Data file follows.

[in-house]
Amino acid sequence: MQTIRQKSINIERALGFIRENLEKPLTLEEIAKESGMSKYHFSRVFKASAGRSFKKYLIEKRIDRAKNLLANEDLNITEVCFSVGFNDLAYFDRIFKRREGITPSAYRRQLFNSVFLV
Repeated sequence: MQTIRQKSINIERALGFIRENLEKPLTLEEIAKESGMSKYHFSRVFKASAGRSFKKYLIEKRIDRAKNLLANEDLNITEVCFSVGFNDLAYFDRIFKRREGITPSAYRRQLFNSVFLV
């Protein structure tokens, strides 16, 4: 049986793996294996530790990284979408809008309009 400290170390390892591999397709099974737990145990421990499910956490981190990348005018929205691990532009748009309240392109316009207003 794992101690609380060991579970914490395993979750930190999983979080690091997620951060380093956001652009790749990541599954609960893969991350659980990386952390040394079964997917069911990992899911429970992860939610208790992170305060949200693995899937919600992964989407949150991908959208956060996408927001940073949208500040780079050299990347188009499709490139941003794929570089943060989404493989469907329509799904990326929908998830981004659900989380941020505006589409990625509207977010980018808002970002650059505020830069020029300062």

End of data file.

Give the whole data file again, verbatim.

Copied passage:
[in-house]
Amino acid sequence: MQTIRQKSINIERALGFIRENLEKPLTLEEIAKESGMSKYHFSRVFKASAGRSFKKYLIEKRIDRAKNLLANEDLNITEVCFSVGFNDLAYFDRIFKRREGITPSAYRRQLFNSVFLV
Repeated sequence: MQTIRQKSINIERALGFIRENLEKPLTLEEIAKESGMSKYHFSRVFKASAGRSFKKYLIEKRIDRAKNLLANEDLNITEVCFSVGFNDLAYFDRIFKRREGITPSAYRRQLFNSVFLV
């Protein structure tokens, strides 16, 4: 049986793996294996530790990284979408809008309009 400290170390390892591999397709099974737990145990421990499910956490981190990348005018929205691990532009748009309240392109316009207003 794992101690609380060991579970914490395993979750930190999983979080690091997620951060380093956001652009790749990541599954609960893969991350659980990386952390040394079964997917069911990992899911429970992860939610208790992170305060949200693995899937919600992964989407949150991908959208956060996408927001940073949208500040780079050299990347188009499709490139941003794929570089943060989404493989469907329509799904990326929908998830981004659900989380941020505006589409990625509207977010980018808002970002650059505020830069020029300062």